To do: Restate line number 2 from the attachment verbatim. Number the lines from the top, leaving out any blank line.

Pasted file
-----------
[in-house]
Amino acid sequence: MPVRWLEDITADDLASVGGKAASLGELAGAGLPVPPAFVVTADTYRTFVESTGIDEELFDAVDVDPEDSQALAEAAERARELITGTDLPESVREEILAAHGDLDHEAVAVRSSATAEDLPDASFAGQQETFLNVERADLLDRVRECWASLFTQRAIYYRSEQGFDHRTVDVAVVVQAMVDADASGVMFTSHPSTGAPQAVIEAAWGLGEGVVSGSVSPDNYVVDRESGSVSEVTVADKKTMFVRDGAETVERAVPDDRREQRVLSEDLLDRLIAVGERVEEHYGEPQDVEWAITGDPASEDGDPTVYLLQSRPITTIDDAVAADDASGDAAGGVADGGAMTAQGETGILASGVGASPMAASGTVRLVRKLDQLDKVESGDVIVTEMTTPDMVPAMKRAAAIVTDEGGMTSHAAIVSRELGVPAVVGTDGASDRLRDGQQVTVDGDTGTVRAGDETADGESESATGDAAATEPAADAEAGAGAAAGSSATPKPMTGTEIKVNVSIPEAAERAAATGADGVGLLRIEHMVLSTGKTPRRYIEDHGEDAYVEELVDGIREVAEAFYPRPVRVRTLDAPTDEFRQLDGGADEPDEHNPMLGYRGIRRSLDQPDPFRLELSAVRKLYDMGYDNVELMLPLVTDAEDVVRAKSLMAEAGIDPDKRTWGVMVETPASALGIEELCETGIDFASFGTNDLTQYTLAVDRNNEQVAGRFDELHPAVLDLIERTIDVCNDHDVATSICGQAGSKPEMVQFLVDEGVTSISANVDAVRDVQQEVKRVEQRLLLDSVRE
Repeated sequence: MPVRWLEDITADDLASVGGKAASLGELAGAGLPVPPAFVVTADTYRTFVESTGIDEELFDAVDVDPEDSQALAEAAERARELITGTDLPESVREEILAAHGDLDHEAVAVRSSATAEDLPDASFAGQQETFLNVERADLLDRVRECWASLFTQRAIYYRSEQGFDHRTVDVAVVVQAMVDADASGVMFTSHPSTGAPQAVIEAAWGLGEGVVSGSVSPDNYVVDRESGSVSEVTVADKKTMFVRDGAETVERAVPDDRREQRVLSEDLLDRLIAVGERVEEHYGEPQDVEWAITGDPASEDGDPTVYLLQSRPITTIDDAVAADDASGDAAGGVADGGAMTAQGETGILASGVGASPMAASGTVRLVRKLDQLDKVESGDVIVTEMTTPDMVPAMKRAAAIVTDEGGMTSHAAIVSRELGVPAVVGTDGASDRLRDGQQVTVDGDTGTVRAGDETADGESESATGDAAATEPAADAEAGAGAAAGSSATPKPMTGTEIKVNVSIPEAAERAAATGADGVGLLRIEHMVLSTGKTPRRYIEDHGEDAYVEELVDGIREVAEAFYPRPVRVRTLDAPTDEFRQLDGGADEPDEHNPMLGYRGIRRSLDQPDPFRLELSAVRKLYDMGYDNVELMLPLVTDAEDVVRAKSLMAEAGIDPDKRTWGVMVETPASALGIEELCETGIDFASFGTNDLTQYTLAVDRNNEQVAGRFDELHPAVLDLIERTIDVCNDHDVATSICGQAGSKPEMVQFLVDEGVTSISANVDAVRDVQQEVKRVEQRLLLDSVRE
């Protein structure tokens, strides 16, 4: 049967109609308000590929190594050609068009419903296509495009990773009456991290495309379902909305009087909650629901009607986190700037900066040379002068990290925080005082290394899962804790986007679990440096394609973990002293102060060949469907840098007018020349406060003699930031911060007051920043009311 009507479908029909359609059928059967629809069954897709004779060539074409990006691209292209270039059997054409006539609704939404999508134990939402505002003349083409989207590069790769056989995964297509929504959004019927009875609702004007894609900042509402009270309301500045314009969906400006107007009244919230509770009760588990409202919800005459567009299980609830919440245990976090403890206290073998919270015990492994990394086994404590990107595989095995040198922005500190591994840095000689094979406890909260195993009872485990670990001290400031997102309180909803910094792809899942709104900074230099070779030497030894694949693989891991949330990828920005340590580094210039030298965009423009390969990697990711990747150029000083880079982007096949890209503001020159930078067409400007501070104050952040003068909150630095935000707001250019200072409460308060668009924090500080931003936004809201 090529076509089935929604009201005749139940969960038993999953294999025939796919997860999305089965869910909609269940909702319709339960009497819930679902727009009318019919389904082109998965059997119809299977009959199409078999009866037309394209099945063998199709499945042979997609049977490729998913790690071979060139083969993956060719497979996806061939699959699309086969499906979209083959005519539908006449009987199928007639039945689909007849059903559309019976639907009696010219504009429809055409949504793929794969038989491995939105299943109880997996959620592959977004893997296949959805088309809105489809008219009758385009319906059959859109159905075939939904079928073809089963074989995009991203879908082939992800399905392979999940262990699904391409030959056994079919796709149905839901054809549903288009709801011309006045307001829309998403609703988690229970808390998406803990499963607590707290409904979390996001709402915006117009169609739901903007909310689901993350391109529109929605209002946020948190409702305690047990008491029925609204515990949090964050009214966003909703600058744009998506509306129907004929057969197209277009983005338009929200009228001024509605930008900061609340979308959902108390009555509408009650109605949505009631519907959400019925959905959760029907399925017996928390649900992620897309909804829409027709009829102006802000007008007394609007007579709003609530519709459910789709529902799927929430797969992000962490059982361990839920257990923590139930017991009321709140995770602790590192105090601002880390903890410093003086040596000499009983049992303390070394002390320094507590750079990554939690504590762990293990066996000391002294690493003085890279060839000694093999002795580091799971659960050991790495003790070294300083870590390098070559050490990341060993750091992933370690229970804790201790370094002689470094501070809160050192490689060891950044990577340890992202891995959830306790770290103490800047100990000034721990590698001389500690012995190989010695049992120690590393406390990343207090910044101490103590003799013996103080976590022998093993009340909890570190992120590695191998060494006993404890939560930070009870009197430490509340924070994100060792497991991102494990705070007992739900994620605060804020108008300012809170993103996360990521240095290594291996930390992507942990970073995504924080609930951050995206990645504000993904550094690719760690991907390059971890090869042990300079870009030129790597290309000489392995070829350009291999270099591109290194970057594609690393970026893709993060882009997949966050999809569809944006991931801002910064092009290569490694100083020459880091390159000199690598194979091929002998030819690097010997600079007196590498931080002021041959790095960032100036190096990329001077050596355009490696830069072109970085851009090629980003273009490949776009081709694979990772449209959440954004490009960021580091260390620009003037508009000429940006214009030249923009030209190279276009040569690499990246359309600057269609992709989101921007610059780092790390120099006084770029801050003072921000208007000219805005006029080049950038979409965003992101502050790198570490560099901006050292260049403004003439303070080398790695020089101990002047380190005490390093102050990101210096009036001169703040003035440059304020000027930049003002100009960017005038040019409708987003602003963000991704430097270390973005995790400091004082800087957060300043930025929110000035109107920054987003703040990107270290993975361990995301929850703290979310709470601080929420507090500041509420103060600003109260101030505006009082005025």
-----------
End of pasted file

Amino acid sequence: MPVRWLEDITADDLASVGGKAASLGELAGAGLPVPPAFVVTADTYRTFVESTGIDEELFDAVDVDPEDSQALAEAAERARELITGTDLPESVREEILAAHGDLDHEAVAVRSSATAEDLPDASFAGQQETFLNVERADLLDRVRECWASLFTQRAIYYRSEQGFDHRTVDVAVVVQAMVDADASGVMFTSHPSTGAPQAVIEAAWGLGEGVVSGSVSPDNYVVDRESGSVSEVTVADKKTMFVRDGAETVERAVPDDRREQRVLSEDLLDRLIAVGERVEEHYGEPQDVEWAITGDPASEDGDPTVYLLQSRPITTIDDAVAADDASGDAAGGVADGGAMTAQGETGILASGVGASPMAASGTVRLVRKLDQLDKVESGDVIVTEMTTPDMVPAMKRAAAIVTDEGGMTSHAAIVSRELGVPAVVGTDGASDRLRDGQQVTVDGDTGTVRAGDETADGESESATGDAAATEPAADAEAGAGAAAGSSATPKPMTGTEIKVNVSIPEAAERAAATGADGVGLLRIEHMVLSTGKTPRRYIEDHGEDAYVEELVDGIREVAEAFYPRPVRVRTLDAPTDEFRQLDGGADEPDEHNPMLGYRGIRRSLDQPDPFRLELSAVRKLYDMGYDNVELMLPLVTDAEDVVRAKSLMAEAGIDPDKRTWGVMVETPASALGIEELCETGIDFASFGTNDLTQYTLAVDRNNEQVAGRFDELHPAVLDLIERTIDVCNDHDVATSICGQAGSKPEMVQFLVDEGVTSISANVDAVRDVQQEVKRVEQRLLLDSVRE